It’s unclear whether electronic health records will reduce healthcare costs or improve care, according to a new paper in the journal Health Affairs.
The author argues that a literature review of studies on EHRs show that the technology can lead to increased billing, make doctors less productive and does not change provider-to-patient ratios.
“Absent other fundamental interventions that alter medical practice, it is unlikely that the U.S. health care bill will decline as a result of the EHR alone,” writes Jaan Sidorov, MD, an associate in the department of general internal medicine at Geisinger Medical Center, in Danville, Pa.
The paper, published in the July/August issue of Health Affairs, examined EHRs in ambulatory care. However, the study’s author says the research could also apply to hospitals and other inpatient settings. Sidorov said the paper was not intended to examine all of the arguments in favor of EHRs.
The author argues that installation and maintenance expenses or EHRs will be passed to the consumer through increased billings. Without improvements in care quality or efficiency, “costs are likely to be accelerated,” he writes. He also writes that the literature on potential medical error reduction is unclear.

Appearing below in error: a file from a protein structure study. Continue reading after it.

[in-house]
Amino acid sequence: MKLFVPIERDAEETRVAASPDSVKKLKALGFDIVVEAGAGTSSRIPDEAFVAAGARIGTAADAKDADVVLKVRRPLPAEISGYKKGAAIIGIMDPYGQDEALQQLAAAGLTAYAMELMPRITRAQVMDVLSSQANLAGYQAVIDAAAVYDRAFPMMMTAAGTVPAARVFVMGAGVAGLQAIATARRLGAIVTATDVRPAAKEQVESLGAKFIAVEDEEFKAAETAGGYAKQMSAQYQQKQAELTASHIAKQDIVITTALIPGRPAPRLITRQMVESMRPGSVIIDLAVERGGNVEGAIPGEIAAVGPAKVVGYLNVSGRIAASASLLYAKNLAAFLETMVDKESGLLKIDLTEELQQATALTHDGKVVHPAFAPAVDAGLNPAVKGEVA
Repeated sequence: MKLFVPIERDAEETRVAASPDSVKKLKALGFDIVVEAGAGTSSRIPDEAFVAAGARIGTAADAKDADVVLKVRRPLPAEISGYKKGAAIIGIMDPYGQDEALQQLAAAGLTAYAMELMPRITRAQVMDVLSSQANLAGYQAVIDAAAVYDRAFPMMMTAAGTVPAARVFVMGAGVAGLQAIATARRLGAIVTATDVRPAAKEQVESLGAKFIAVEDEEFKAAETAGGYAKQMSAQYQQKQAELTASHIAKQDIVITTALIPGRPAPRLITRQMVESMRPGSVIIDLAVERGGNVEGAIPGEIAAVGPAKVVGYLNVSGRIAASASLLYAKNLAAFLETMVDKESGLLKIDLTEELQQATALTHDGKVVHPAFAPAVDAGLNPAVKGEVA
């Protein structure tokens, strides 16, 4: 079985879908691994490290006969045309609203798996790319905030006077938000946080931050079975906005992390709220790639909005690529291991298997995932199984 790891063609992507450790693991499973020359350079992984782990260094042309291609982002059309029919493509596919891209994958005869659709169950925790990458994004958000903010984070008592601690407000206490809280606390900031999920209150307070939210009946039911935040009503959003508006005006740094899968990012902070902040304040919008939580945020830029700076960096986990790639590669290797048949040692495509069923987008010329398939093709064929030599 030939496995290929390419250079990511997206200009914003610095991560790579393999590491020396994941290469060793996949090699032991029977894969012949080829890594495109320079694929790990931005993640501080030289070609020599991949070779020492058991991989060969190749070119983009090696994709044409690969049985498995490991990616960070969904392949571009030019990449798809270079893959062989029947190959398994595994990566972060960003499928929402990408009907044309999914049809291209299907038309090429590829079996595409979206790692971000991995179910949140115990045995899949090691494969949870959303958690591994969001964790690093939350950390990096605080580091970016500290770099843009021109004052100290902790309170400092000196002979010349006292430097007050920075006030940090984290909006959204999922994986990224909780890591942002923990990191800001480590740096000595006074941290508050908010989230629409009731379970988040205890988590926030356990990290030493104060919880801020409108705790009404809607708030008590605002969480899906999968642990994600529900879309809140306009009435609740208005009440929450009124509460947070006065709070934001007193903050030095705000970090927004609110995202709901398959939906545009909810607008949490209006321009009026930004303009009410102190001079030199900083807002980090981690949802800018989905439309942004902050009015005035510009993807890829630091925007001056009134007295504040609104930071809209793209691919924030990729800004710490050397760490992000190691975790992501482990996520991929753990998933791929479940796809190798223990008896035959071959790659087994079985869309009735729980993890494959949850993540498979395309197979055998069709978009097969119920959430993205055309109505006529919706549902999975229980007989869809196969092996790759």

A study by the Rand Corp. found that national adoption of the EHRs could result in more than $81 billion in annual savings.
In an interview with Healthcare IT News, Sidorov said that although EHRs can be useful in facilitating pay-for-performance programs and management of chronically ill patients, it’s just one tool to provide better care.
“The EHR is necessary to make that happen, but not sufficient,” said Sidorov, who practices in a paperless environment.
Some in the healthcare IT community agreed that technology alone is not the answer.
“EMRs are not a silver bullet. They are a tool,” said Carla Smith, executive vice president of the Healthcare Information and Management Systems Society.
Michael Davis, executive vice president of HIMSS Analytics, the research arm of HIMSS, said that most EHR users have not installed some of the advanced functions that are expected to bring improvements in care and reduced costs.
“People simply haven’t implemented enough of the EMR to realize the impact,” he said.
David Merritt, a project director with the Center for Health Transformation in Washington, D.C, said that while EHR implementations can cause short-term declines in physician productivity, the long-term benefits outweigh near-term setbacks.
“There are a lot of difficulties [with EHRs] to overcome,” Merritt said. “Overtime, those will be minimized by the benefits that everyone will see.”